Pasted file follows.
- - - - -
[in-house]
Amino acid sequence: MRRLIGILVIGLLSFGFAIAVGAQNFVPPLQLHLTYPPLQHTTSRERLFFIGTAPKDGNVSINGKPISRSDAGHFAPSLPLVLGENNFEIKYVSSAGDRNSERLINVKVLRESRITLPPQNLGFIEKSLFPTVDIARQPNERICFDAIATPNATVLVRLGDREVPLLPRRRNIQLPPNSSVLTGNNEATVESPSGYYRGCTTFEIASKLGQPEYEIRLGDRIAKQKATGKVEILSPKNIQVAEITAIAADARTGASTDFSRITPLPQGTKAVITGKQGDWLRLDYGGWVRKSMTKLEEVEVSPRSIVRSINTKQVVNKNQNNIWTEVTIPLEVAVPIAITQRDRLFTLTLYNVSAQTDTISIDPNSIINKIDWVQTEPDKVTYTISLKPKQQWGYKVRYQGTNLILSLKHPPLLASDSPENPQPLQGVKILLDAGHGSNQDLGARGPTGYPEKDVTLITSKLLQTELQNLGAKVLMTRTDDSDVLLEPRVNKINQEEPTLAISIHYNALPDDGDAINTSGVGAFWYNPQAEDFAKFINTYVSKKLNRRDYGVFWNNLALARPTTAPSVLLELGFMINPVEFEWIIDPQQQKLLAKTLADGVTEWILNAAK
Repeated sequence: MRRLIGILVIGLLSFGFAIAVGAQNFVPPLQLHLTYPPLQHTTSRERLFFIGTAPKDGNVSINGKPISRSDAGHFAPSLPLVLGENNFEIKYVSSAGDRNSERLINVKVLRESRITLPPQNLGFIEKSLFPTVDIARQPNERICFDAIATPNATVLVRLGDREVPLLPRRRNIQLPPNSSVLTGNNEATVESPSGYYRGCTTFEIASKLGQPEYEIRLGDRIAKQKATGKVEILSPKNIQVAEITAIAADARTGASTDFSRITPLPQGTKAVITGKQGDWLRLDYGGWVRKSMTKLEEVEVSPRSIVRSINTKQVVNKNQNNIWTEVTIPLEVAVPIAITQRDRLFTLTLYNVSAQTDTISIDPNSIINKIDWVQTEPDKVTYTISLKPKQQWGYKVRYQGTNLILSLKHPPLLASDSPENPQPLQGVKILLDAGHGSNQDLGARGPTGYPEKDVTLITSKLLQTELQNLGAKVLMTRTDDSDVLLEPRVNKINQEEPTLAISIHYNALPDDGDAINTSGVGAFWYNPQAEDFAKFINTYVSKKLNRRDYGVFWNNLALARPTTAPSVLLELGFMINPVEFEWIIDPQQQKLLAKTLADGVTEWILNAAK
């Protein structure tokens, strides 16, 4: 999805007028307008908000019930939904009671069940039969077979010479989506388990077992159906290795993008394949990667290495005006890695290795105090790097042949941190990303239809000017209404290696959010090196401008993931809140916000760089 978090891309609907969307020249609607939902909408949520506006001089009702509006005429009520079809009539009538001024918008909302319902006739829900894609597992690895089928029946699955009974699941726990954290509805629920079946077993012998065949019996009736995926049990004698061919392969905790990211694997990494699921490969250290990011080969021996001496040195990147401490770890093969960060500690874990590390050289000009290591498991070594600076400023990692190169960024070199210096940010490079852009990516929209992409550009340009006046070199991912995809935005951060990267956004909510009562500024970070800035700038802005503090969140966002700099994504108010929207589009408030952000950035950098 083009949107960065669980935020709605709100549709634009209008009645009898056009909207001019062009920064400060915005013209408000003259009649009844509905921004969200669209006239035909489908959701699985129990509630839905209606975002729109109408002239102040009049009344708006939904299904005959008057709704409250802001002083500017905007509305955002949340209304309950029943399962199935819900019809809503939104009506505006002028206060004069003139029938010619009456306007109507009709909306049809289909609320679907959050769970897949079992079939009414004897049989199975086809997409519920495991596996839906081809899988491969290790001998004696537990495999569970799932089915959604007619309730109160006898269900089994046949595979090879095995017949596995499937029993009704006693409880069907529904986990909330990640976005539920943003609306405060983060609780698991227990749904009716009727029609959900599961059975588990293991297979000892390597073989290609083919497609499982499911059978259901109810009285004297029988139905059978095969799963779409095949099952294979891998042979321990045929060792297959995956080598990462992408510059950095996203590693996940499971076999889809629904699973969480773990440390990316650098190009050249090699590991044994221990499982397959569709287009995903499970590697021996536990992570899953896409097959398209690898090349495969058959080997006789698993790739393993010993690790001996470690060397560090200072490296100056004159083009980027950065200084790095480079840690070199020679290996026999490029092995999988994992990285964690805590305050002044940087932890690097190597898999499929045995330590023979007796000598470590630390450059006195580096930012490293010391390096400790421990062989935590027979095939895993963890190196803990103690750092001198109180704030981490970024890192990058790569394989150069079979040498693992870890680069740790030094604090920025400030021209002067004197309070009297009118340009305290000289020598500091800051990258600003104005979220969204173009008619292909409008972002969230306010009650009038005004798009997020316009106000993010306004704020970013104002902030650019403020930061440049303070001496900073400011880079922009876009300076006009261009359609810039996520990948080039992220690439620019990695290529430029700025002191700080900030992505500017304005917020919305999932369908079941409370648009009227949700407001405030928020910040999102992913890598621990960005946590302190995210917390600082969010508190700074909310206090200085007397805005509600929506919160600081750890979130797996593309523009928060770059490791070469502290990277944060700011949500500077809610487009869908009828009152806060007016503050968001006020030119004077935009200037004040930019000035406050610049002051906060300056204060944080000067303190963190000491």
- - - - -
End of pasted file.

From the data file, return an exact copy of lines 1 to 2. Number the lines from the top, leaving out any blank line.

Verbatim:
[in-house]
Amino acid sequence: MRRLIGILVIGLLSFGFAIAVGAQNFVPPLQLHLTYPPLQHTTSRERLFFIGTAPKDGNVSINGKPISRSDAGHFAPSLPLVLGENNFEIKYVSSAGDRNSERLINVKVLRESRITLPPQNLGFIEKSLFPTVDIARQPNERICFDAIATPNATVLVRLGDREVPLLPRRRNIQLPPNSSVLTGNNEATVESPSGYYRGCTTFEIASKLGQPEYEIRLGDRIAKQKATGKVEILSPKNIQVAEITAIAADARTGASTDFSRITPLPQGTKAVITGKQGDWLRLDYGGWVRKSMTKLEEVEVSPRSIVRSINTKQVVNKNQNNIWTEVTIPLEVAVPIAITQRDRLFTLTLYNVSAQTDTISIDPNSIINKIDWVQTEPDKVTYTISLKPKQQWGYKVRYQGTNLILSLKHPPLLASDSPENPQPLQGVKILLDAGHGSNQDLGARGPTGYPEKDVTLITSKLLQTELQNLGAKVLMTRTDDSDVLLEPRVNKINQEEPTLAISIHYNALPDDGDAINTSGVGAFWYNPQAEDFAKFINTYVSKKLNRRDYGVFWNNLALARPTTAPSVLLELGFMINPVEFEWIIDPQQQKLLAKTLADGVTEWILNAAK